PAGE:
Tuesday, August 9, 2011
Photo: Lucian Pellat Finet
A trait that applies generally to the people of Argentina is Pessimism; Argentines tend to see the negative side of everything. One explanation for this is that our country was originally made up of foreigners who missed their homelands and who were sad because of this. That sadness and the resulting negative outlook passed on from
one generation to the next.
Paul Watzlawick has a book called "How Real is Real?," in which he discusses the influence people have on reality. What is real, I think, is what we make out of life. As children, we are mainly influenced by what goes on inside our families, and that sticks to us, so if you have suffered a negative event and given it a certain amount of relevance, it tends to add some grey to your life, to make it sadder. The more space you give it, the busier your head will be, in a negative way. What we are not always taught while we are growing up is a positive way to deal with situations.
We are often taught single sided answers to situations when there are many. We are taught one person is the leader, the other the disciple; one person is the victim, the other the offender; one has a passive role, the other has an active role, and this isn't always the case. Whoever plays the victim likes to play that role, and has probably contributed to the situation. Perhaps it's necessary to find an offender to be upset with. Is acting the victim a good position in life, or is playing the role of offender better?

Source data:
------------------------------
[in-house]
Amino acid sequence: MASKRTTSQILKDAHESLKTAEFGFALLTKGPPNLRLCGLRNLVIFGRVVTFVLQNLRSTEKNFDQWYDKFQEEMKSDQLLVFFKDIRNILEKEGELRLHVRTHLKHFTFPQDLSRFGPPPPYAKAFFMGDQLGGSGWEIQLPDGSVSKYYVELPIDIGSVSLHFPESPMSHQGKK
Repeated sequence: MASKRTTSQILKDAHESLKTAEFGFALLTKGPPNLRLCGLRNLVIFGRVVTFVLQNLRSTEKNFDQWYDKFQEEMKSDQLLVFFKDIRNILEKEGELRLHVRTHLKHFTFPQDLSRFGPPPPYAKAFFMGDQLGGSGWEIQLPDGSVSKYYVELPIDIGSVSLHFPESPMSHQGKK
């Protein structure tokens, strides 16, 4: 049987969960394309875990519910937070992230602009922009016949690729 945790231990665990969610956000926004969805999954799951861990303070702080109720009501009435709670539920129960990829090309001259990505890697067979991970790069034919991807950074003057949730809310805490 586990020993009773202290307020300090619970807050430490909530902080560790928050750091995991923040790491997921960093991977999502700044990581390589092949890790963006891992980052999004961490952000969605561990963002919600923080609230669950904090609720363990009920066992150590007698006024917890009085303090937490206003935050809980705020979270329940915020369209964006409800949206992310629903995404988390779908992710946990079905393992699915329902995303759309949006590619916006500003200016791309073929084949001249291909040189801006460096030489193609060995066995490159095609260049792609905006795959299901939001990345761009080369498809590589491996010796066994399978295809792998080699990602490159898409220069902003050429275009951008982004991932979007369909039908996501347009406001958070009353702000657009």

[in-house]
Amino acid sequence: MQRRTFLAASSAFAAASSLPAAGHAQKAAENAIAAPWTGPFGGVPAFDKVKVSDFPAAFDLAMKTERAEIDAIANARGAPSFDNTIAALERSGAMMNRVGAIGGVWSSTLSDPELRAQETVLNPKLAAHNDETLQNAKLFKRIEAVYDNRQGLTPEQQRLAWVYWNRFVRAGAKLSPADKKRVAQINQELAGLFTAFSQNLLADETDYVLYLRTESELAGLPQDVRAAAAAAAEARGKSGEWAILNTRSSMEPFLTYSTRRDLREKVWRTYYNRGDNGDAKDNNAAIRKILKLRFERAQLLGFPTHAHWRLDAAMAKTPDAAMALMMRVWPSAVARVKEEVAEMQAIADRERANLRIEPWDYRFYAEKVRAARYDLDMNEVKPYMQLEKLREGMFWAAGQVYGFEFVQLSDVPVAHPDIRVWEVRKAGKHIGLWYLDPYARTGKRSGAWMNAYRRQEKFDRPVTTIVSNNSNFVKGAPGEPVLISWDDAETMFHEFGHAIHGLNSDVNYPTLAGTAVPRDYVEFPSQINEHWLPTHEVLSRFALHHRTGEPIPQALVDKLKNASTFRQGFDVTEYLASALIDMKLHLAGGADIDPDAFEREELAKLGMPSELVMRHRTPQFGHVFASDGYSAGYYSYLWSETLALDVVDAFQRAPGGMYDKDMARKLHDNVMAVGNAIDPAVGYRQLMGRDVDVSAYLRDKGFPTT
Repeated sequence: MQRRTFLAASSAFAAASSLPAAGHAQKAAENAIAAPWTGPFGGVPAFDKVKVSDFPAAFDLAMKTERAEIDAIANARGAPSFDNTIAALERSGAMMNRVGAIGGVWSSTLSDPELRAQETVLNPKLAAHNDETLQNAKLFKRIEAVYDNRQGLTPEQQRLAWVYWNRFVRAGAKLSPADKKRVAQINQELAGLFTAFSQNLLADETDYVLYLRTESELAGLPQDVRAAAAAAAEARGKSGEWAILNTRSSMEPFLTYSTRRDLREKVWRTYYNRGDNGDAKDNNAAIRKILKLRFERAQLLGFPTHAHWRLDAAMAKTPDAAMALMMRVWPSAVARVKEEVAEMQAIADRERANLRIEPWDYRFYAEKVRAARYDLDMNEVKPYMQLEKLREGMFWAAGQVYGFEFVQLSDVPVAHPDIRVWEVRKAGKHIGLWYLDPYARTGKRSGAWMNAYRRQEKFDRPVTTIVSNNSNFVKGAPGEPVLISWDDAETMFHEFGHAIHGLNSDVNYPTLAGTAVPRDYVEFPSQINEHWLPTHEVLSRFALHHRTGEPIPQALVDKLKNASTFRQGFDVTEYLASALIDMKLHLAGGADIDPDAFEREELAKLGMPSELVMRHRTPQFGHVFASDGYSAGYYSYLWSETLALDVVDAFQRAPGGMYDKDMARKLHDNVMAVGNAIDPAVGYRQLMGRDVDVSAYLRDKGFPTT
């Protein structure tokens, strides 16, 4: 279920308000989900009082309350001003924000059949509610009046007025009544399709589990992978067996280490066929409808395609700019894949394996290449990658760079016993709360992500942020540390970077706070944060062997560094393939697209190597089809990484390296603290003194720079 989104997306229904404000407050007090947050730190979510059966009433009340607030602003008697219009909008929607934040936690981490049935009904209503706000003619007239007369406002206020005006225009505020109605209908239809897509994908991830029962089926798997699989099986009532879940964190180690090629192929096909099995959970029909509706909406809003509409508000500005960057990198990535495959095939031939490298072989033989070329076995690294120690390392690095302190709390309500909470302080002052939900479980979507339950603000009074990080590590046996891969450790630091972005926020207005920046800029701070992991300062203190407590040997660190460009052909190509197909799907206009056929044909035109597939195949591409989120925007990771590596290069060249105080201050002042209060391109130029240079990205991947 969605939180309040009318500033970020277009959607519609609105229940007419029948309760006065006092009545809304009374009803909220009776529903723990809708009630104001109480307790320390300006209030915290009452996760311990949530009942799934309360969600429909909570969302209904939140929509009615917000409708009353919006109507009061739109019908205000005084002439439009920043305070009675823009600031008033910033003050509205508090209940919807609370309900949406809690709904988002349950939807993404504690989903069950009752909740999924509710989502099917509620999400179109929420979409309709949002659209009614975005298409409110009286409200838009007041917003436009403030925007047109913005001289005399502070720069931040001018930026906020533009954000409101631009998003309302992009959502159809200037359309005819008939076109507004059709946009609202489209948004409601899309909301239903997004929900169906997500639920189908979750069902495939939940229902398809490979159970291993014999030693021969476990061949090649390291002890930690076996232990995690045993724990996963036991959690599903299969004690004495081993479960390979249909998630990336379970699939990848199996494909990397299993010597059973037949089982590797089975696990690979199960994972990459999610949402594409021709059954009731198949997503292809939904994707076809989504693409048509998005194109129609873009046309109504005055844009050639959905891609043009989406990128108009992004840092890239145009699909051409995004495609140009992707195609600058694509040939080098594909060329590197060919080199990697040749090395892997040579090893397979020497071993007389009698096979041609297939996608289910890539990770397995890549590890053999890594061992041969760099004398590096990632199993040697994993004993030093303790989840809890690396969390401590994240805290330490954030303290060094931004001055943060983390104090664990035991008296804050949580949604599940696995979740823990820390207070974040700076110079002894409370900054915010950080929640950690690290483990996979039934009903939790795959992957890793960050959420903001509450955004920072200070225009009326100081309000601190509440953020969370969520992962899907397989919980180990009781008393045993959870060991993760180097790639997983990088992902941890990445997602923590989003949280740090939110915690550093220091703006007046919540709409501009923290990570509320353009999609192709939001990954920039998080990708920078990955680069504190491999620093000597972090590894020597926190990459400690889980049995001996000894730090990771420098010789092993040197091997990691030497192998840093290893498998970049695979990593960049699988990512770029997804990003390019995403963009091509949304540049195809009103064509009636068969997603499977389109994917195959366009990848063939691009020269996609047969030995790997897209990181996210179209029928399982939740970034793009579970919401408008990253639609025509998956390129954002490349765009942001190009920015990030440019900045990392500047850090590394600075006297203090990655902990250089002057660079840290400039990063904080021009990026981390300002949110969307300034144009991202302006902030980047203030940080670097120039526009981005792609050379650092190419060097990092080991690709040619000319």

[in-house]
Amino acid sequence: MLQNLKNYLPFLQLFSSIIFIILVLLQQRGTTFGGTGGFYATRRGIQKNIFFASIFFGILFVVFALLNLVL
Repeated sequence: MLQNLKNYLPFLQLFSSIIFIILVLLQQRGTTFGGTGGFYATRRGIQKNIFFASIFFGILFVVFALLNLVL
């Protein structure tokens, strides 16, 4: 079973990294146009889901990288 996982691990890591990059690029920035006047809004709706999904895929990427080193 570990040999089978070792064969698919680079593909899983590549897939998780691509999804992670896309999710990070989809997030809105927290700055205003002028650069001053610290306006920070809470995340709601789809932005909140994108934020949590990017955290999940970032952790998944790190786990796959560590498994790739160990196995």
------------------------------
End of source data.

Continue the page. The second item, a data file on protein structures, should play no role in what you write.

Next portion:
I think some currents of Psychology focus too much on a person's traumatic events. However, due to the fact that most psychologists need to remain neutral during the course of a treatment, they don't guide patients enough on their way towards happiness. They say that is up to the patient. I think a lot of psychologists can't do that because they themselves are searching for happiness. Freud said that a psychoanalytical treatment offers relief but does not guarantee happiness. I believe that the key to happiness lies inside our own heads. I think a good way to be at ease with ourselves is to take time to learn about ourselves and our issues, knowing that there is not only one solution to a problem but many and that it is up to us to stretch our minds so as to search for those answers.
When a child is diagnosed with ADD, Attention Deficit Disorder, what can his parents do? Can they just give medications? The words in the diagnosis itself are indicating the problem: deficit, lack of attention. Aren't parents capable of realizing that their child is acting strangely as a way of demanding more attention? Perhaps children diagnosed with ADD are just bored. Does anyone ever think about that? Medication in such cases does not necessarily solve the problem. It just suppresses a child's feelings.
When someone is diagnosed with "Depression", is it necessary to accept the diagnosis, or is it better to decide to overcome that state of mind?
Martin Seligman, the founder of a movement in Psychology called Positive Psychology, says we shouldn't get stuck on the issues that bother us, or the mistakes we have made. We shouldn't ask ourselves in regards to those events, "Why was I such a fool?".
I think happiness has more to do with being positive, forgiving, with having good expectations and most of all, with being active and pushing things so that they go the way you want them to go, not thinking that reality has already been determined and that you have to accept it.
Post by: Valeria Mendez Cañas